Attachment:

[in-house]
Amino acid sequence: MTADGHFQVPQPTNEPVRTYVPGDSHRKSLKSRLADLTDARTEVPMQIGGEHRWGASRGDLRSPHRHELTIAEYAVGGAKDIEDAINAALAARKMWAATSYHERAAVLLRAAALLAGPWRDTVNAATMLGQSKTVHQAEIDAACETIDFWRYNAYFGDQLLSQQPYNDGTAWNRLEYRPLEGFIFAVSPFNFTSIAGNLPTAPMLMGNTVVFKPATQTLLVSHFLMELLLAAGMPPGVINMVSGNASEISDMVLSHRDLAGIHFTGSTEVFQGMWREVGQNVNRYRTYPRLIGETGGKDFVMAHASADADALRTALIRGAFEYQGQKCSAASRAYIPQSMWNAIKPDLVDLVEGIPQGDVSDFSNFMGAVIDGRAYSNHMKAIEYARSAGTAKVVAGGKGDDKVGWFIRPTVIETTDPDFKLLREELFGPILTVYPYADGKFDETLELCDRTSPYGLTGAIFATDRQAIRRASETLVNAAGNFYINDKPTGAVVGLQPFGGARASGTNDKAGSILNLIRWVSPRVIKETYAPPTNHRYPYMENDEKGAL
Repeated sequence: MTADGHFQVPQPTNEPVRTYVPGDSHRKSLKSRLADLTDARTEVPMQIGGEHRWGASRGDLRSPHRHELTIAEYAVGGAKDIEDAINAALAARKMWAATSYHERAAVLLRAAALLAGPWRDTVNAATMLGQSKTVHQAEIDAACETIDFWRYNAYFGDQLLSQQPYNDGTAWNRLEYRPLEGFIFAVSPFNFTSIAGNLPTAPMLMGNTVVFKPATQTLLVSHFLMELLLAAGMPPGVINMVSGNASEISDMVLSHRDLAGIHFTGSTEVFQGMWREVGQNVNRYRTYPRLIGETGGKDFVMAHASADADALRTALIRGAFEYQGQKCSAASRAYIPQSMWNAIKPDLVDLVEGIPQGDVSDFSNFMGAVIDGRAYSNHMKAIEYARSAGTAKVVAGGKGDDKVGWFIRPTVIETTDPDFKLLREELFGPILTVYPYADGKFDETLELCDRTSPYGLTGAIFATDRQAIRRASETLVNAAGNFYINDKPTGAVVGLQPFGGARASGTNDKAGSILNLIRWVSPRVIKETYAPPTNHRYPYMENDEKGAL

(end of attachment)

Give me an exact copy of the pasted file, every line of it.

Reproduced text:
[in-house]
Amino acid sequence: MTADGHFQVPQPTNEPVRTYVPGDSHRKSLKSRLADLTDARTEVPMQIGGEHRWGASRGDLRSPHRHELTIAEYAVGGAKDIEDAINAALAARKMWAATSYHERAAVLLRAAALLAGPWRDTVNAATMLGQSKTVHQAEIDAACETIDFWRYNAYFGDQLLSQQPYNDGTAWNRLEYRPLEGFIFAVSPFNFTSIAGNLPTAPMLMGNTVVFKPATQTLLVSHFLMELLLAAGMPPGVINMVSGNASEISDMVLSHRDLAGIHFTGSTEVFQGMWREVGQNVNRYRTYPRLIGETGGKDFVMAHASADADALRTALIRGAFEYQGQKCSAASRAYIPQSMWNAIKPDLVDLVEGIPQGDVSDFSNFMGAVIDGRAYSNHMKAIEYARSAGTAKVVAGGKGDDKVGWFIRPTVIETTDPDFKLLREELFGPILTVYPYADGKFDETLELCDRTSPYGLTGAIFATDRQAIRRASETLVNAAGNFYINDKPTGAVVGLQPFGGARASGTNDKAGSILNLIRWVSPRVIKETYAPPTNHRYPYMENDEKGAL
Repeated sequence: MTADGHFQVPQPTNEPVRTYVPGDSHRKSLKSRLADLTDARTEVPMQIGGEHRWGASRGDLRSPHRHELTIAEYAVGGAKDIEDAINAALAARKMWAATSYHERAAVLLRAAALLAGPWRDTVNAATMLGQSKTVHQAEIDAACETIDFWRYNAYFGDQLLSQQPYNDGTAWNRLEYRPLEGFIFAVSPFNFTSIAGNLPTAPMLMGNTVVFKPATQTLLVSHFLMELLLAAGMPPGVINMVSGNASEISDMVLSHRDLAGIHFTGSTEVFQGMWREVGQNVNRYRTYPRLIGETGGKDFVMAHASADADALRTALIRGAFEYQGQKCSAASRAYIPQSMWNAIKPDLVDLVEGIPQGDVSDFSNFMGAVIDGRAYSNHMKAIEYARSAGTAKVVAGGKGDDKVGWFIRPTVIETTDPDFKLLREELFGPILTVYPYADGKFDETLELCDRTSPYGLTGAIFATDRQAIRRASETLVNAAGNFYINDKPTGAVVGLQPFGGARASGTNDKAGSILNLIRWVSPRVIKETYAPPTNHRYPYMENDEKGAL